"They have sailed around that point, and ascertained that the country lay, as in the south of Europe, entirely from east to west. It is as if one crossed the Strait of Gibraltar to go east in ranging the coast of Barbary."
An image of the Tabula Peutingeriana vertically stretched for clarity above an image in its true proportions.
Recreation of Agrippa's partially constructed map with linear and concentric guidelines still visible. To someone unfamiliar with the map, it would simply be recognized as a large landmass separated from the tip of another land (top right).
"After they had navigated for nearly sixty leagues [180 miles] to round the Cape, they again sighted the continent on the other side, and steered towards the northwest."
Example of a polar projection which exhibits an array of latitudinal and longitudinal delineations resembling the concentric grid used on Agrippa's map.
Agrippa's Orbis Terrarum affixed to Schöner's 1515 globe by centering the map's concentric rings over the South Pole, and stretching the English channel up near the 40th parallel, the location of an alleged strait.
Charles Hapgood's tracing of Johannes Schöner 1524 globe with a depiction of a large southern continent which is an extreme departure from his 1515 design.
The Strait of Magellan with a large waterway composed of Inútil Bay and Canal Whiteside extending into the southern shore.
The Strait of Magellan as portrayed on Schöner's 1524 World Globe (left) alongside Antonio Pigafetta’s map of the strait, both sharing a similar portrayal of a U-shaped southern bay in the center of the strait.
Atka Bay, Antarctica (top), a U-shaped bay similar to Finé’s depiction (bottom) in both appearance and location.
Outline of modern map of Antarctica with the Palmer Peninsula faded out (left) alongside an outline of Oronce Finé’s map of the continent (right) displayed as they would both appear on a standard polar projection. Both versions consist of a large, elongated eastern landmass that is roughly 1½ times taller than it is wide. This part of Antarctica is called Greater or Eastern Antarctica. Protruding almost perpendicularly off of the upper western side of this mass is a much smaller and uniquely squarish landmass called Lesser or Western Antarctica whose lower coastline aligns with the center of Eastern Antarctica.
A schematic template based on the shape of Antarctica overlaid onto Finé’s Antarctica demonstrates the uncanny accuracy of Finé’s design. The template is aligned to the shape of Western Antarctica and to Ross Island (F). Note how Atka Bay (A) is accurately rendered and aligned while finding itself placed just short of its actual location. Meanwhile the precise placement and alignment of Western Antarctica along the upper half of Eastern Antarctica allow for a very accurate rendering of the Weddell Sea’s wide-angled coastline (B). We find Finé’s rendering of Western Antarctica’s flat westernmost coast (C) running parallel to Eastern Antarctica with a similarly angled chamfer extending off its southern end which is notched by Sulzberger Bay (D). Western Antarctica's southeastern coast aligns at a near right angle with Eastern Antarctica with the mouth of a similar inland waterway cutting into the Western Antarctic coast where they converge (E). And finally, Ross Island is accurately portrayed just below a lone point along the coast of Victoria Land (F).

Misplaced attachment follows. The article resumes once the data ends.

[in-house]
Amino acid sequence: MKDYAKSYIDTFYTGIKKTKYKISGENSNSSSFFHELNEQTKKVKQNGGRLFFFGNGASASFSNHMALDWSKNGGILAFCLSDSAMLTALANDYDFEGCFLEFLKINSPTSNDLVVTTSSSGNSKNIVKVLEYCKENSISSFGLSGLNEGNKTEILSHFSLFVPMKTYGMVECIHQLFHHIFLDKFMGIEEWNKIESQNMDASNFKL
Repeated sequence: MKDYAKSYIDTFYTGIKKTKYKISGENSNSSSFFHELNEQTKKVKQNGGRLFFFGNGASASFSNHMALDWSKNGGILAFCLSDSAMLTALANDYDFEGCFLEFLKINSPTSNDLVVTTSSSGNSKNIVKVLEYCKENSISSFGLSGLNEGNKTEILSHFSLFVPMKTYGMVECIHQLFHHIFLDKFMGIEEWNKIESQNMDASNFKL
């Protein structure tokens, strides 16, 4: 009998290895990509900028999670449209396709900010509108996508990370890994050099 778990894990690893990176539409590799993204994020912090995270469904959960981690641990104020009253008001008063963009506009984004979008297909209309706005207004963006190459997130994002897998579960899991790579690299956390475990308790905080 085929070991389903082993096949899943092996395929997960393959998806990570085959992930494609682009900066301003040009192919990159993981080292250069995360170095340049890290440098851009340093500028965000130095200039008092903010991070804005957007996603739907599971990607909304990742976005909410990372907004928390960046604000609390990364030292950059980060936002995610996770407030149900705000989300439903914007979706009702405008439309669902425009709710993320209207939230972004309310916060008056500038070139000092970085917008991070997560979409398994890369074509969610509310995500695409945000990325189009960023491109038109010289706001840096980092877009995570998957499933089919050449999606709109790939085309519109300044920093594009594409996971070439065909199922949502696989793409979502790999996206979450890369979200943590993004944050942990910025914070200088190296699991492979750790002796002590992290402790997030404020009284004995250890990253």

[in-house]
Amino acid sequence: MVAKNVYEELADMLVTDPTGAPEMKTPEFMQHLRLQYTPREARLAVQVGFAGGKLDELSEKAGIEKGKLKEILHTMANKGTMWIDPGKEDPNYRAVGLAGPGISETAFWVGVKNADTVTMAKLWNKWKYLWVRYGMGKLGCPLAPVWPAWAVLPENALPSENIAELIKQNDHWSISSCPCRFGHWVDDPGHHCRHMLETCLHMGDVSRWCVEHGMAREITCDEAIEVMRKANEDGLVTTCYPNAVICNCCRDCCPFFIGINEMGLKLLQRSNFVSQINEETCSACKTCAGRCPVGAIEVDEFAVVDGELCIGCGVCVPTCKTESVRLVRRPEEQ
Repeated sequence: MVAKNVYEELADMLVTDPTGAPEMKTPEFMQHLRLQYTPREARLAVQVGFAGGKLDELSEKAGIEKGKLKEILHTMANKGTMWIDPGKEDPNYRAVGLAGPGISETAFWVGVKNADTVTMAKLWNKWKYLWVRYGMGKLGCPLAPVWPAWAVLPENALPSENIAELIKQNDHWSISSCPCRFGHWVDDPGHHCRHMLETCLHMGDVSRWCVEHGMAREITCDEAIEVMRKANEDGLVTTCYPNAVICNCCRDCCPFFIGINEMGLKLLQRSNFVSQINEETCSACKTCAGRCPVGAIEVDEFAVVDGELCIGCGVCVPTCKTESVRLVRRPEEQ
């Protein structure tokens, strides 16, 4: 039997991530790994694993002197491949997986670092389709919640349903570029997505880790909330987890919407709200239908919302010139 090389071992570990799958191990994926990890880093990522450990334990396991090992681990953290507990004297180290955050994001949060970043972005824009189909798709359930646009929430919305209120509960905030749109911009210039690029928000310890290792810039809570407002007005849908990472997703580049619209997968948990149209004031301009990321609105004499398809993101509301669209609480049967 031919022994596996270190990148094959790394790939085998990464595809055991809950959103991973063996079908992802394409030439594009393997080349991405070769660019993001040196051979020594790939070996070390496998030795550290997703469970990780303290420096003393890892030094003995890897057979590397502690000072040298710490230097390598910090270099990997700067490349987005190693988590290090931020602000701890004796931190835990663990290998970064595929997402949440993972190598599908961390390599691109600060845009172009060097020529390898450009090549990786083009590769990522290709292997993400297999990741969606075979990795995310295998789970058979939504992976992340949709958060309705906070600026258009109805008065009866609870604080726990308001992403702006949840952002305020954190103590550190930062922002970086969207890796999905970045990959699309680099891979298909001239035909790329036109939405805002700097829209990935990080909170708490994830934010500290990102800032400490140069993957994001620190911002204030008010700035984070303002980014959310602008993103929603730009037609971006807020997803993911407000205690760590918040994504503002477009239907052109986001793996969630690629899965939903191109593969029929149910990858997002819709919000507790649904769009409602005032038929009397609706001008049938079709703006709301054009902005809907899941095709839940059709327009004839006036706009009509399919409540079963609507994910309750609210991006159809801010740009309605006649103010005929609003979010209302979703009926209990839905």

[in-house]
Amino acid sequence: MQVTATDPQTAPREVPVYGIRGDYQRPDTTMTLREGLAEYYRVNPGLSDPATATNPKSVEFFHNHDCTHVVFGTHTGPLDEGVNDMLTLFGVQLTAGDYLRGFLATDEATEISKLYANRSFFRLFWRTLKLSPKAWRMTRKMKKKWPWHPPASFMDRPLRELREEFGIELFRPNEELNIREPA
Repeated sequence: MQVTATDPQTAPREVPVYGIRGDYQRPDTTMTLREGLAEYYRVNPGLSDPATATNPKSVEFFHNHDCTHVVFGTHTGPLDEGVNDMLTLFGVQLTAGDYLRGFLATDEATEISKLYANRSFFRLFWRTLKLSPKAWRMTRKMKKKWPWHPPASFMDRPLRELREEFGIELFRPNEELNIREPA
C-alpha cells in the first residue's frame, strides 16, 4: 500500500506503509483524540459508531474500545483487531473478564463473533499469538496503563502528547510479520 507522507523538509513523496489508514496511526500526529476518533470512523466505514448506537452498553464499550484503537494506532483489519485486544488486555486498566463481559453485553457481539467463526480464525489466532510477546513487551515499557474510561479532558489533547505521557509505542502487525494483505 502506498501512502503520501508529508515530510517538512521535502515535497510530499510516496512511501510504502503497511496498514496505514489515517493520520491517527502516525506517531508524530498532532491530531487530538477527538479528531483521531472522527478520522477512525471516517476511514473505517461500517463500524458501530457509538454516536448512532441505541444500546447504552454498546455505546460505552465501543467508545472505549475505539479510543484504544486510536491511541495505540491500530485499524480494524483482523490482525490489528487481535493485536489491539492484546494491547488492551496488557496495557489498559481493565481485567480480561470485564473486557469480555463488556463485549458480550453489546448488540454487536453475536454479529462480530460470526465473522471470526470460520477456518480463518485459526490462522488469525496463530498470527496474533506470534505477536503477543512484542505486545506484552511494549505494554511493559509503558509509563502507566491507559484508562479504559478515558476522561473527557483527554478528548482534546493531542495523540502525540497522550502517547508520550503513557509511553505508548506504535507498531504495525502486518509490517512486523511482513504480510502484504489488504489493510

Simple concept of scaling between two points. In this case the smaller square is enlarged and realigned when points 'a' and 'b' are stretched between new points 'A' and 'B'.
Mercator World Map of 1538.
Magnification of a pair of island in the Pacific lying beyond Mercator's Antarctic continent inscribed with the name "Insulas Infortunatas": Unfortunate Islands.
Schöner's depiction of the Unfortunate Islands more closely resemble Antarctica's Carney and Siple Islands than...
The actual Unfortunate Islands depicted more accurately on the Hadji Ahmed Map (right).
Modern map of Antarctica.
Finé's 1531 depiction of Antarctica with Schöner's portrayal of the Unfortunate Islands added.
Recreation of Schöner's source map with Palmer Peninsula rendered as an island. (Modern-day inscriptions added)
"Schöner's incorporation of Agrippa’s Orbis Terrarum onto his 1515 world globe, increases exponentially the likelihood that an ancient map of a deglaciated Antarctica was incorporated onto his 1524 globe."
Schöner's Methodology For Cartographic Incorporation Of New Discoveries:
Step 1. Referencing ancient maps for his template: Agrippa's Orbis Terrarum in 1515 (left) and an ancient map of Antarctica in 1524 (right),
Step 2. Reconciling the ancient maps to new discoveries: (A) Matching the British Channel to a purported strait and (B) Atka Bay to a southern bay in the Strait of Magellan, and
Step 3. Scaling the maps to new globes via a secondary point: (C) Aligning the center of a concentric Mediterranean to the South Pole and (D) the islands of Carney and Siple to the Unfortunate Islands high in the Pacific.